There and Back Again: Turning Haskell functions into RPC calls- Part 1

This post follows from One Serialization Class to Rule Them All.

While developing a client library for Temporal, I found that client libraries in the officially supported languages (Go, Java, PHP, TypeScript, .NET, and Python) all support turning native functions into Workflow and Activity invocations. For example, in TypeScript, you can write a workflow like this, and it can be invoked remotely by the Temporal server

type ExampleArgs = {
  name: string;

export async function example(
  args: ExampleArgs,
): Promise<{ greeting: string }> {
  const greeting = await greet(;
  return { greeting };

This is a very convenient way to write code that can be invoked remotely, as it's just plain code! I wanted the experience of writing Temporal workflows in Haskell to retain the spirit of being as low-boilerplate as possible, so I set out to see if I could do the same thing in Haskell. In order to support invoking arbitrary functions from a remote source, we need to be able to serialize and deserialize the function arguments and results. In the previous post, we saw how to use a the Codec type class to serialize a value using the optimal codec. We'll leverage that here to serialize and deserialize function arguments and results.

So, how can we turn a function into a version of itself that can be invoked via its serialized arguments? Let's start with a sample echo function:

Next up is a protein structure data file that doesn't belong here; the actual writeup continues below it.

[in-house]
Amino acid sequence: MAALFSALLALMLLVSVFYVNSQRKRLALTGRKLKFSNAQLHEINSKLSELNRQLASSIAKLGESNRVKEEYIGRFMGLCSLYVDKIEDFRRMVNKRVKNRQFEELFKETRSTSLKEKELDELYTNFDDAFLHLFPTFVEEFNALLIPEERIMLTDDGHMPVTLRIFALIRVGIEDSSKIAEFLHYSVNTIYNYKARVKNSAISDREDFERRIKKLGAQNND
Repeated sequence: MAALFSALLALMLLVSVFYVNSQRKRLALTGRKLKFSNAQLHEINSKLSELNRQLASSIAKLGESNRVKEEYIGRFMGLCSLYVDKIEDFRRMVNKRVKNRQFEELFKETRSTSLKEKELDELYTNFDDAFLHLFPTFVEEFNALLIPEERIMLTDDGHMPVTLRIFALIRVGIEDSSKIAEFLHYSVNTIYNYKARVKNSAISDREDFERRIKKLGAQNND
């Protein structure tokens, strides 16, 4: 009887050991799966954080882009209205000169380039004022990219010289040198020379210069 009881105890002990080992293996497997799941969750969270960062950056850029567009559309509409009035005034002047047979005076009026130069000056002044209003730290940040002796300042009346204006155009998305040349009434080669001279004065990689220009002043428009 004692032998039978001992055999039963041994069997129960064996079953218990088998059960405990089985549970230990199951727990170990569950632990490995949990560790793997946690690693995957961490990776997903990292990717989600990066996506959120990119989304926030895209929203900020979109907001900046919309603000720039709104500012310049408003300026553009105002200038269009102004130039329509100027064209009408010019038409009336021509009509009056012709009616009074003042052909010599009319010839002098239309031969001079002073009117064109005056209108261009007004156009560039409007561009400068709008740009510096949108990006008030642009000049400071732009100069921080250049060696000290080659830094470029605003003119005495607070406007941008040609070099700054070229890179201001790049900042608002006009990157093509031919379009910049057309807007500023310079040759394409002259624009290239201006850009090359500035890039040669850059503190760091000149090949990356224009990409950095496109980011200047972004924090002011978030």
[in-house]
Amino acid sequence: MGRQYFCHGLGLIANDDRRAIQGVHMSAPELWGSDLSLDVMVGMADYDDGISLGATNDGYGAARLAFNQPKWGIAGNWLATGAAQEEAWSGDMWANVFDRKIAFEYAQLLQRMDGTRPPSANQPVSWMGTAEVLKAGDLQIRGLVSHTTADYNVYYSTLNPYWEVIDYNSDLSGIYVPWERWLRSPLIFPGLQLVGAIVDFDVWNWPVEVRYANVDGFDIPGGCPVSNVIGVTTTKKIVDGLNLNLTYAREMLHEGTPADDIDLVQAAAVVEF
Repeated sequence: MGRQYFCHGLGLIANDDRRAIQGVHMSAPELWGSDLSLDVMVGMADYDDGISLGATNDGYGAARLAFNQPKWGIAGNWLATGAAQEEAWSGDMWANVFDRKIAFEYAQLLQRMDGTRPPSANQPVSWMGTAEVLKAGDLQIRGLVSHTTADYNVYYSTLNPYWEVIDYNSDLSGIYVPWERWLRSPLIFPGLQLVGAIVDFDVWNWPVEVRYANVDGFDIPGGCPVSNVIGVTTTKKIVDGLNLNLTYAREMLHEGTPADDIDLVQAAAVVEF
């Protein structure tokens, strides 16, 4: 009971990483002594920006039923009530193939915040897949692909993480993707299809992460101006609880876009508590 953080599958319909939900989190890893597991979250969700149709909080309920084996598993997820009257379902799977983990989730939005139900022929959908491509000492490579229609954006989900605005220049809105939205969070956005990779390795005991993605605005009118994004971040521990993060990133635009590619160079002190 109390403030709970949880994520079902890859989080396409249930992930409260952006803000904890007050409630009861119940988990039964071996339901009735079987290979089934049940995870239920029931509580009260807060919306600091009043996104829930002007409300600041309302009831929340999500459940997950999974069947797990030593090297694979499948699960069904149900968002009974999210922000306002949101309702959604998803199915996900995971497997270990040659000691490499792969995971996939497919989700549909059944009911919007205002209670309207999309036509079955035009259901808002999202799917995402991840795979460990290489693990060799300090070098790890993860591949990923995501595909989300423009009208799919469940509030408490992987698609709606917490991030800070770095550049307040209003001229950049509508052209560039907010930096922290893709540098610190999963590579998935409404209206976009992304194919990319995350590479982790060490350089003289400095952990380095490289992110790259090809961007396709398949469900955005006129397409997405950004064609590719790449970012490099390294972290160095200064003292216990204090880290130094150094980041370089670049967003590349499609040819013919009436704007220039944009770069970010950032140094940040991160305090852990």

echo :: String -> IO String
echo = pure

Firstly, we need some way to represent a stable reference to this function. Past work on things like Cloud Haskell led to the creation of StaticPtr, which is at face values seems like pretty much what we would need. However, StaticPtr only works when communicating processes that are running the same build:

The set of keys used for locating static pointers in the Static Pointer Table is not guaranteed to remain stable for different program binaries. Or in other words, only processes launched from the same program binary are guaranteed to use the same set of keys.

In real world systems, we have to do things like perform zero-downtime deployments where we have multiple revisions of a system running concurrently, so that's not really going to work for us. For now, let's make our own reference type:

data RpcRef (args :: [Type]) result = RpcRef
  { rpcRefName :: Text

For now, we'll just keep track of the argument types and result type at the type level. We'll give the reference a name that we come up with ourselves– it doesn't matter too much for now.

Next, we need a way to capture the types of the arguments and result of a function. A type family will let us pattern match on one argument application at a time: